Experts urged to ratify Minamata Convention to phase out mercury-added products পারদযুক্ত পণ্যের ব্যবহার বন্ধে মিনামাতা কনভেনশন অনুমোদনের আহ্বান সেন্টমার্টিন সৈকতে প্লাস্টিকের আগ্রাসন 72 birds die eating pesticide-treated masakalai Educate girls to save the planet শিশুর সর্দি-কাশি সারানোর ঘরোয়া উপায় 50 Books All Kids Should Read Before They’re 12 24 thousand under 5 children die of pneumonia in Bangladesh annually গ্রিনহাউস গ্যাস কমানোর লক্ষ্যে নানা উদ্যোগ Maldives: Eco-friendly product export destination for Bangladesh

Sundarban doesn’t belong to Bangladesh It belongs to the planet and its peoples


I too have thought of posting a profile picture on Facebook, of me saluting the Bangladesh cricket team on its splendid Test match victory over England. But, I surmised that my salute has to stand for something more substantial. When can I put a picture saluting the victories over oppressions against minorities – the Chittagong Hill Tracts people, or the Kashmiri people, or the Dalit people, or the stoppage of environmentally disastrous projects like the Dakota Access Pipeline, or the thermal power project smack inside Sundarban?  This article, as the title suggests, is about the Rampal project.  Let me start with the most unlikely of quotes, one from Zadie Smith, from her article “Dance lessons for writers”, and this is what she writes: 

“…the aristocrat and the proletariat have different relations to the ground beneath their feet, the first moving fluidly across the surface of the world, the second specifically tethered to a certain spot: a city block, a village, a factory, a stretch of fields.”

When we talk about activists and activism in the context of Rampal, or any such protests, a similar dynamic is at play, to my mind. I shall talk about two things – the importance of staking out a space at ground zero, and internalisation of the environmental justice movement. But first, a premise needs to be set. This green and brown earth of ours predates the advent of humans, tribes, kingdoms, empires, and, indeed, nation states. Thus, this planet's ecology, which is gravely threatened by the Anthropocene age we live in, belongs not to any nation -state, or its peoples exclusively – it belongs to the planet and all its people, because we, whether we like it or not, are connected organically under the superficial national and political boundaries that we have etched over its cartographic surface. Irrespective of our political motives, this planet has its own rhythm, its own celestial beats to dance to. For many this idea might ring naïve, but inhered within this premise is a very post-national argument which allows us to transcend the limits that the discourses of nationalism impinges on us – going round and round the mulberry bush of “national growth and development” parley and its banal logic.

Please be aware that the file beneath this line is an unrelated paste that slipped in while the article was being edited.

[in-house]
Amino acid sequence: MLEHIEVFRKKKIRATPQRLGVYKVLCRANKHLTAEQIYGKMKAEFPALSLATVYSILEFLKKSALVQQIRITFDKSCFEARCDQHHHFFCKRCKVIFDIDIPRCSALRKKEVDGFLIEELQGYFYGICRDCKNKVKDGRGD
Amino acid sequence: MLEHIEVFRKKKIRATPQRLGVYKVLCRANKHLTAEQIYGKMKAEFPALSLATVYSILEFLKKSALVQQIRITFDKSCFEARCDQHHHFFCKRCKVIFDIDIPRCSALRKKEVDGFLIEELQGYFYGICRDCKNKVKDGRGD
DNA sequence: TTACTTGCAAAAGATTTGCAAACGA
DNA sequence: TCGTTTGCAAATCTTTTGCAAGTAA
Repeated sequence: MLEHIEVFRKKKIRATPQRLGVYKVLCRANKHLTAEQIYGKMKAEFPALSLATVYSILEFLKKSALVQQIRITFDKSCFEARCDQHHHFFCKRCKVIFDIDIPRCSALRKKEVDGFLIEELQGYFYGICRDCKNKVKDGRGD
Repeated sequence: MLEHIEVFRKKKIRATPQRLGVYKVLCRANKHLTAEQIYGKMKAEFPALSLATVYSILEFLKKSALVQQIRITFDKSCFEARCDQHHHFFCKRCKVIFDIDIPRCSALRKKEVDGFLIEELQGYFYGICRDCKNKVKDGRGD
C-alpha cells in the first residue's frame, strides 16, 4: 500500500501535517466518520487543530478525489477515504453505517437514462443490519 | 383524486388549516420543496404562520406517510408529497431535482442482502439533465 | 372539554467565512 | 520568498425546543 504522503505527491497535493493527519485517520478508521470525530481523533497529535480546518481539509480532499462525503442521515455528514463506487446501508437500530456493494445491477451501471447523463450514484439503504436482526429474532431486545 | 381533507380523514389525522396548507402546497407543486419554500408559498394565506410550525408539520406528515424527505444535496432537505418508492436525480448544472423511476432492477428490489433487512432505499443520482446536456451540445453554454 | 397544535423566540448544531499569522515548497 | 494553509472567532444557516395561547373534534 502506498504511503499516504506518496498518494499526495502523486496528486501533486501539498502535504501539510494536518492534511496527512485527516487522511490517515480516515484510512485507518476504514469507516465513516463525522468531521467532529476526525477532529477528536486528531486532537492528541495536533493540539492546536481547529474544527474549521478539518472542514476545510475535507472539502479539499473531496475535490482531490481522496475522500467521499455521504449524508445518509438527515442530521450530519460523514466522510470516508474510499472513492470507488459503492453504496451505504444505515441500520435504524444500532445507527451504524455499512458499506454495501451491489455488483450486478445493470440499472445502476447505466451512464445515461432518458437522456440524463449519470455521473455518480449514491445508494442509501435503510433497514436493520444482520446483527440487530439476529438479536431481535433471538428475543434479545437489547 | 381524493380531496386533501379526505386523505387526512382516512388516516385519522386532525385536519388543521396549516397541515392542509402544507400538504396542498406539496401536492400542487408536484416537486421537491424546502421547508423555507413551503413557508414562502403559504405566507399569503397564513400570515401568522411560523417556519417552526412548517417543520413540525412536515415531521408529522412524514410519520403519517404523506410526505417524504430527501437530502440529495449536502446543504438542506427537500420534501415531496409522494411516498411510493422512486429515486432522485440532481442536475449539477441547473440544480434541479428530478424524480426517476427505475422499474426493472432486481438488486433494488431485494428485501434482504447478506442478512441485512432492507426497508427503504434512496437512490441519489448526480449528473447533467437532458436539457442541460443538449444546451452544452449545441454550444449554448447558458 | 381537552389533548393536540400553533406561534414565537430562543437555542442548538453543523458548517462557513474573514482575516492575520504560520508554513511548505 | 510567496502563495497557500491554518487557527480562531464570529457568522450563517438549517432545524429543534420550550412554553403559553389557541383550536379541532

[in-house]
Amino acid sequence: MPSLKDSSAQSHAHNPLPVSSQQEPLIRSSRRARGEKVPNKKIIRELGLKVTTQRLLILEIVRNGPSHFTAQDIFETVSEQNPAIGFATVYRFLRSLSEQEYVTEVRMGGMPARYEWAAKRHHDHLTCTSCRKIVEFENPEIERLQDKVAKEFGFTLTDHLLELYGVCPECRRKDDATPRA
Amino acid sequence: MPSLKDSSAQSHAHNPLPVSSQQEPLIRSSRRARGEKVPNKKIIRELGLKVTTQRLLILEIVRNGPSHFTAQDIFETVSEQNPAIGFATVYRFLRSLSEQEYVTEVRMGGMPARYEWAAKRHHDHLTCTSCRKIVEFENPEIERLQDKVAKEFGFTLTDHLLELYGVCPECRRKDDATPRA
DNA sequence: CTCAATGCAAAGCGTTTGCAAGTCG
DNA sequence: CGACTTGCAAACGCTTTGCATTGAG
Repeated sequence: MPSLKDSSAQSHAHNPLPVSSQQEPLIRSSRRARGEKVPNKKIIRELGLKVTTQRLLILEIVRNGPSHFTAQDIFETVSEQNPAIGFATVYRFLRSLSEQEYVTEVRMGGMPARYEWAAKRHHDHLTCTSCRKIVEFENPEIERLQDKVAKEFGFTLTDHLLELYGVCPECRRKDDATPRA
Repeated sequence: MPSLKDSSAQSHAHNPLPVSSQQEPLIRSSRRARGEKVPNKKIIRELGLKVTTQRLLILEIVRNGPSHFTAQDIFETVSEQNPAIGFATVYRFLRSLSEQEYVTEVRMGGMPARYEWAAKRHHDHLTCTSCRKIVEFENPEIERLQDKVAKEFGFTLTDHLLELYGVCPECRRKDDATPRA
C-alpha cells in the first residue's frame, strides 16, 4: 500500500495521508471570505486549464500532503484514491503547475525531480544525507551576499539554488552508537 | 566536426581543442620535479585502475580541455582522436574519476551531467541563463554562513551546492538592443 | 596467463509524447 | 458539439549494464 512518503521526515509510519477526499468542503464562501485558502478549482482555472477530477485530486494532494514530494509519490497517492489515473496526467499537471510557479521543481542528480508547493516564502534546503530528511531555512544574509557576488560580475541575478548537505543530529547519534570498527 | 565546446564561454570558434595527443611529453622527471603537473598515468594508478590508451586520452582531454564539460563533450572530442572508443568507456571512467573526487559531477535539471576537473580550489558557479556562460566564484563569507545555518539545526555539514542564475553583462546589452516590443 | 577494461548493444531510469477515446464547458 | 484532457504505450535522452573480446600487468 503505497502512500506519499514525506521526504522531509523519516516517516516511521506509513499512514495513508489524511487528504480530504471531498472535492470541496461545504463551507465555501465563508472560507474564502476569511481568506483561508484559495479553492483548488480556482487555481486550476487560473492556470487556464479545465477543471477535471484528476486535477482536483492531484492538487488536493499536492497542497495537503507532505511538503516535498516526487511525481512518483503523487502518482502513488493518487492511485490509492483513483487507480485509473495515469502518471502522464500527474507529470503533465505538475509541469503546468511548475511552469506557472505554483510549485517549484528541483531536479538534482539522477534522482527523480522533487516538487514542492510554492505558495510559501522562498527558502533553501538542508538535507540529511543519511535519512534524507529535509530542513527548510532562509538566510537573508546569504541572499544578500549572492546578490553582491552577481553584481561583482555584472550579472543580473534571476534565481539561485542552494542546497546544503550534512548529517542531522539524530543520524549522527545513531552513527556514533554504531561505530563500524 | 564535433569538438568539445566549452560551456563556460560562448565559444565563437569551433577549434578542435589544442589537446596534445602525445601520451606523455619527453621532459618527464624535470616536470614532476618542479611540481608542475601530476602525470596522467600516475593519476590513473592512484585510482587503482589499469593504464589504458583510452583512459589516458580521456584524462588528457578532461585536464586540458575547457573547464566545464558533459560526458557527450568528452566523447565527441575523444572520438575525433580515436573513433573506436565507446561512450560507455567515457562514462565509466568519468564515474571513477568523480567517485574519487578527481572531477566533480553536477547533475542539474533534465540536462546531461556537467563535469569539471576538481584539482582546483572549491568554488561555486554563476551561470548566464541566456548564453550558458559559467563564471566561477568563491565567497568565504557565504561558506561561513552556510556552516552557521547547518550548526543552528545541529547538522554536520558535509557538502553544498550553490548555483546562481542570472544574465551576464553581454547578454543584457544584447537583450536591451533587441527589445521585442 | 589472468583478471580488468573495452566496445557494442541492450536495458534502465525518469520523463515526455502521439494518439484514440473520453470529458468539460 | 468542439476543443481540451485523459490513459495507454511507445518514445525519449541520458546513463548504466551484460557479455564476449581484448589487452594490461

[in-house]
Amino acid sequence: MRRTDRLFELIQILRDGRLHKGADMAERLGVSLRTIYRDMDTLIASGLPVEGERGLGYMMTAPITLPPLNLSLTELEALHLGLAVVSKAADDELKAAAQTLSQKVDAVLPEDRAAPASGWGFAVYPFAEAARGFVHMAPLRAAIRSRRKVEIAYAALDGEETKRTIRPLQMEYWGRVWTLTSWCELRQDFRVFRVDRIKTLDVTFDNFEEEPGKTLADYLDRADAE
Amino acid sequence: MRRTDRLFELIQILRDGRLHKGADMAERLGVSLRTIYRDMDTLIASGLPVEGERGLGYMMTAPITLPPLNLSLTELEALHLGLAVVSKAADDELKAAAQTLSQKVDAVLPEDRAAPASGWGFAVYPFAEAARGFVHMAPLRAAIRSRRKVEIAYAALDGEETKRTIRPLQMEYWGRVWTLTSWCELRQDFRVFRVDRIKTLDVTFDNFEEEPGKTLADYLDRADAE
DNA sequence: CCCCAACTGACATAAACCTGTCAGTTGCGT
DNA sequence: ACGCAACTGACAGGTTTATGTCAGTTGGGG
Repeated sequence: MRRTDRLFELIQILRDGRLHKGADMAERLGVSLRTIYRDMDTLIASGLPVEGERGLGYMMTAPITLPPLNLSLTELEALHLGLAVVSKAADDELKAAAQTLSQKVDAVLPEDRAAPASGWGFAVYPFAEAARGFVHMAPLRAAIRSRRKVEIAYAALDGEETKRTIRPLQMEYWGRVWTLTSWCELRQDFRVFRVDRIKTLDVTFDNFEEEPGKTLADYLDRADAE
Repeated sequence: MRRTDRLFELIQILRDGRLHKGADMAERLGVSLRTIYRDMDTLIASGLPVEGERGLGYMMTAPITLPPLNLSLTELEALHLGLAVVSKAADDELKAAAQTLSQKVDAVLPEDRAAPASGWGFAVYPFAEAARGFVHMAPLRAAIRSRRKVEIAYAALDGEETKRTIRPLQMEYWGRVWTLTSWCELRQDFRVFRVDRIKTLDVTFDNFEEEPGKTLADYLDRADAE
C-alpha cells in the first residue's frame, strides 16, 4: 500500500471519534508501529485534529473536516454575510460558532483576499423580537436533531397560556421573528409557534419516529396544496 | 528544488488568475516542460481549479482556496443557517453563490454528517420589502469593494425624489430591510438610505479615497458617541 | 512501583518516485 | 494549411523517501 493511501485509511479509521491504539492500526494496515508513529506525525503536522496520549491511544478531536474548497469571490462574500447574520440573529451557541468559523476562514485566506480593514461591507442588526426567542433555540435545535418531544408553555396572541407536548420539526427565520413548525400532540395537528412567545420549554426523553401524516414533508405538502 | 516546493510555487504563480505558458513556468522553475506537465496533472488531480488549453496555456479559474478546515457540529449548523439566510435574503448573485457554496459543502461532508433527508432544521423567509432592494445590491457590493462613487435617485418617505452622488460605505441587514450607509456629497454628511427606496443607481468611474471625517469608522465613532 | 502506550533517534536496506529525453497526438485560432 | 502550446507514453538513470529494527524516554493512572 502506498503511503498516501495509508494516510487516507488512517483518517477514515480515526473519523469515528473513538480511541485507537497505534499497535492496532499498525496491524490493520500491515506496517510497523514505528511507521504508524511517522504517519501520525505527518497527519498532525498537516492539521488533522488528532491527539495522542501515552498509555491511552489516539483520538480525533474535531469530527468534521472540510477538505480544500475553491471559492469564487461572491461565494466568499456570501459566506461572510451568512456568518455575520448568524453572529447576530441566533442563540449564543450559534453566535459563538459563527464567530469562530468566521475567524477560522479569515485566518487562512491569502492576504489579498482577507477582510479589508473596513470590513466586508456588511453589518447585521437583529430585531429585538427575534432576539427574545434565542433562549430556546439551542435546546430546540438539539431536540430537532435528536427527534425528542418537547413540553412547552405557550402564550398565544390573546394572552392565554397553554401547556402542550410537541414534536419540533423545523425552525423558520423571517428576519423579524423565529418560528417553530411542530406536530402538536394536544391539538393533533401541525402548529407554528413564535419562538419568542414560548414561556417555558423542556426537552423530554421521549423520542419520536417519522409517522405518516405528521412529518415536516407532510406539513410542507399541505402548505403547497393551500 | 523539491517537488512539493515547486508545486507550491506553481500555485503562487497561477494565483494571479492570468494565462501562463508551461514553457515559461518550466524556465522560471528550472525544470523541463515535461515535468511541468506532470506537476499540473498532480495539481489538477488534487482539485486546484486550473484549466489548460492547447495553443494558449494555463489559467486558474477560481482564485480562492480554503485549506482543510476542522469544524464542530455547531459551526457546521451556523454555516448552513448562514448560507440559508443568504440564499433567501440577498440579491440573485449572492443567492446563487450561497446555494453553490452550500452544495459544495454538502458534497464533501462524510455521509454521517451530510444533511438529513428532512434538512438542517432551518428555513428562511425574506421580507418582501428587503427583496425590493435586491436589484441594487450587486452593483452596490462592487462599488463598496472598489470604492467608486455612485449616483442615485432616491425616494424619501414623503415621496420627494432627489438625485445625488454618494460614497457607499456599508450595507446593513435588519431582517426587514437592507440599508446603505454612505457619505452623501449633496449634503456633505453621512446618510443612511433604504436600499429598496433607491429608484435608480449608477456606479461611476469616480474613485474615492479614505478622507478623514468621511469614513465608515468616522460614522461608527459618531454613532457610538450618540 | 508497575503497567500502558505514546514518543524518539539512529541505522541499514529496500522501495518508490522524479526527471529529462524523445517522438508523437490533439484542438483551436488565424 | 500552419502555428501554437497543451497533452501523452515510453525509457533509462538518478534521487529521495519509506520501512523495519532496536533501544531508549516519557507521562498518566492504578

Picketing at ground zero

Typically, the central part of the activism around Rampal is what some might call bourgeois activism, which must also be problematised. The narratives that such activism produces tend to be confined within the narrow corridors of nationalism, patriotism, where the regime and the protestors both claim to be “defending the nation and its people.” It then becomes easier for national governments, especially authoritarian ones, to trip these discourses by producing contentious arguments that challenge the very nationalism of the protestors, and any contrarian arguments are flagged as anti-national, even seditious.  But, more importantly, when bourgeois activists take centre stage, they push away the real faces of the displaced people who are directly affected by such a project. It is, then, easier for those with vested interests to derail them by issuing veiled threats, or arresting them on some trumped up charges, or in extreme cases, through “disappearances.” Most of these kinds of targeting happen to individuals who are deemed to be the central voices of dissent. It has happened in the context of Rampal too. Such manoeuvres throw off the activists in two ways — one, they become embroiled in a new fight for their fellow-activist thus threatened, ergo derailing the main discourse. And, two, they inject an aura of fear resulting in self-censorship. The language of dissent is affected. This affectation weakens the whole movement.

Read more: http://www.thedailystar.net/opinion/environment/sundarban-doesnt-belong-bangladesh-1311547

 

Posted by on Nov 9 2016. Filed under Bangladesh Exclusive. You can follow any responses to this entry through the RSS 2.0. You can leave a response or trackback to this entry

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